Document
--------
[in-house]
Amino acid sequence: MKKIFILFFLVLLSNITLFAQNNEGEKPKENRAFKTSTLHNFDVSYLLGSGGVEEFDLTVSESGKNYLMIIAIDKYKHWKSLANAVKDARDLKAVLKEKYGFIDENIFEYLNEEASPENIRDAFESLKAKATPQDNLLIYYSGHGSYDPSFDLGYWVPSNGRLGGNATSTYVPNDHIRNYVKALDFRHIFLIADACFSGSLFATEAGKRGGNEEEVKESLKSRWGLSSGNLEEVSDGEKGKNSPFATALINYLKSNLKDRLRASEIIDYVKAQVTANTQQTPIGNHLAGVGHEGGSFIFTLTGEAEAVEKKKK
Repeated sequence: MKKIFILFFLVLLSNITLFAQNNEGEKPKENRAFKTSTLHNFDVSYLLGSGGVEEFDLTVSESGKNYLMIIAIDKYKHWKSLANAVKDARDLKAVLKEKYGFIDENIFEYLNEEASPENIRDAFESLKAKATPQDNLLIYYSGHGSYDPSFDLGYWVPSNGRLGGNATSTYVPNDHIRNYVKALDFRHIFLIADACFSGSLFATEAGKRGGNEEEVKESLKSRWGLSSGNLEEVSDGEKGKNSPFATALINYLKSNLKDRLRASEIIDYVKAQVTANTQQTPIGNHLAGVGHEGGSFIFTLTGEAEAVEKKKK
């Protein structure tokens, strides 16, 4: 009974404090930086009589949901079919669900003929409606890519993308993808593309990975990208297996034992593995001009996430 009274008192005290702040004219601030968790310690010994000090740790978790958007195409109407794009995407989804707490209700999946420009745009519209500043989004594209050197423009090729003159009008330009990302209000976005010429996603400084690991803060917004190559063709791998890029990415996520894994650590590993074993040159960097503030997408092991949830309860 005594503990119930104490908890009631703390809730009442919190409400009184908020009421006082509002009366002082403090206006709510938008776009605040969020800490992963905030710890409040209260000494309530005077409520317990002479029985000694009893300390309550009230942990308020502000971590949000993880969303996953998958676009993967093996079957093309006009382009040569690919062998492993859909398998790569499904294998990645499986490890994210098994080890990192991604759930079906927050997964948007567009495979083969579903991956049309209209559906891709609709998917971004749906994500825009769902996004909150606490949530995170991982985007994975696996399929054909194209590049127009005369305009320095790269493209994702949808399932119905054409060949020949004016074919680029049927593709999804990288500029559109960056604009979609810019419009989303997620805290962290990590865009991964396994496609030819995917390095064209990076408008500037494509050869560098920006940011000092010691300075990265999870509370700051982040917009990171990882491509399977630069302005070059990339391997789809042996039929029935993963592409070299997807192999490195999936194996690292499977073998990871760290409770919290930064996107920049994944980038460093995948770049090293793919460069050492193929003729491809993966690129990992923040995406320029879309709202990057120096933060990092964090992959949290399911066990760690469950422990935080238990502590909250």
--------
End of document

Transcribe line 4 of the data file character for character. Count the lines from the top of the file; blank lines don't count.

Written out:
């Protein structure tokens, strides 16, 4: 009974404090930086009589949901079919669900003929409606890519993308993808593309990975990208297996034992593995001009996430 009274008192005290702040004219601030968790310690010994000090740790978790958007195409109407794009995407989804707490209700999946420009745009519209500043989004594209050197423009090729003159009008330009990302209000976005010429996603400084690991803060917004190559063709791998890029990415996520894994650590590993074993040159960097503030997408092991949830309860 005594503990119930104490908890009631703390809730009442919190409400009184908020009421006082509002009366002082403090206006709510938008776009605040969020800490992963905030710890409040209260000494309530005077409520317990002479029985000694009893300390309550009230942990308020502000971590949000993880969303996953998958676009993967093996079957093309006009382009040569690919062998492993859909398998790569499904294998990645499986490890994210098994080890990192991604759930079906927050997964948007567009495979083969579903991956049309209209559906891709609709998917971004749906994500825009769902996004909150606490949530995170991982985007994975696996399929054909194209590049127009005369305009320095790269493209994702949808399932119905054409060949020949004016074919680029049927593709999804990288500029559109960056604009979609810019419009989303997620805290962290990590865009991964396994496609030819995917390095064209990076408008500037494509050869560098920006940011000092010691300075990265999870509370700051982040917009990171990882491509399977630069302005070059990339391997789809042996039929029935993963592409070299997807192999490195999936194996690292499977073998990871760290409770919290930064996107920049994944980038460093995948770049090293793919460069050492193929003729491809993966690129990992923040995406320029879309709202990057120096933060990092964090992959949290399911066990760690469950422990935080238990502590909250």